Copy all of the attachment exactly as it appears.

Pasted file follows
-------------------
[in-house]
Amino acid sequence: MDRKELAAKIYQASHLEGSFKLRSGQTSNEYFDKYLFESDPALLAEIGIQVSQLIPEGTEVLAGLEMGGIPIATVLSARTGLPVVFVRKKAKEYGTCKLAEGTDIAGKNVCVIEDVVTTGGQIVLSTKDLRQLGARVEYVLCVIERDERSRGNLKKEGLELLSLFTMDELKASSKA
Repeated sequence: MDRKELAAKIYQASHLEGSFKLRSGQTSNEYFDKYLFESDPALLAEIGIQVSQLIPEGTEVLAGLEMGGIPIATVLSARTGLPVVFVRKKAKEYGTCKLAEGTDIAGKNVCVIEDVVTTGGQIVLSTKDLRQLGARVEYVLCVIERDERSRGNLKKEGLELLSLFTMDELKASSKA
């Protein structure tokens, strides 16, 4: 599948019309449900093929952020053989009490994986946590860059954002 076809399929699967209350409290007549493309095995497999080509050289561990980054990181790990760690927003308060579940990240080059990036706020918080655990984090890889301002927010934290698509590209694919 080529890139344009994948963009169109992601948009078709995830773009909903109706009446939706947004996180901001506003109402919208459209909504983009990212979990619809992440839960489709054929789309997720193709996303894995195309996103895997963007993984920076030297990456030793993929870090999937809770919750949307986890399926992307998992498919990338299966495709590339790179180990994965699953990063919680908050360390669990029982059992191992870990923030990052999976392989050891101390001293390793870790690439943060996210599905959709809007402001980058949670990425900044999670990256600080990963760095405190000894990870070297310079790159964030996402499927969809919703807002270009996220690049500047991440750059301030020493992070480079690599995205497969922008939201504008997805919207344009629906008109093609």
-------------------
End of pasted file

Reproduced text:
[in-house]
Amino acid sequence: MDRKELAAKIYQASHLEGSFKLRSGQTSNEYFDKYLFESDPALLAEIGIQVSQLIPEGTEVLAGLEMGGIPIATVLSARTGLPVVFVRKKAKEYGTCKLAEGTDIAGKNVCVIEDVVTTGGQIVLSTKDLRQLGARVEYVLCVIERDERSRGNLKKEGLELLSLFTMDELKASSKA
Repeated sequence: MDRKELAAKIYQASHLEGSFKLRSGQTSNEYFDKYLFESDPALLAEIGIQVSQLIPEGTEVLAGLEMGGIPIATVLSARTGLPVVFVRKKAKEYGTCKLAEGTDIAGKNVCVIEDVVTTGGQIVLSTKDLRQLGARVEYVLCVIERDERSRGNLKKEGLELLSLFTMDELKASSKA
């Protein structure tokens, strides 16, 4: 599948019309449900093929952020053989009490994986946590860059954002 076809399929699967209350409290007549493309095995497999080509050289561990980054990181790990760690927003308060579940990240080059990036706020918080655990984090890889301002927010934290698509590209694919 080529890139344009994948963009169109992601948009078709995830773009909903109706009446939706947004996180901001506003109402919208459209909504983009990212979990619809992440839960489709054929789309997720193709996303894995195309996103895997963007993984920076030297990456030793993929870090999937809770919750949307986890399926992307998992498919990338299966495709590339790179180990994965699953990063919680908050360390669990029982059992191992870990923030990052999976392989050891101390001293390793870790690439943060996210599905959709809007402001980058949670990425900044999670990256600080990963760095405190000894990870070297310079790159964030996402499927969809919703807002270009996220690049500047991440750059301030020493992070480079690599995205497969922008939201504008997805919207344009629906008109093609």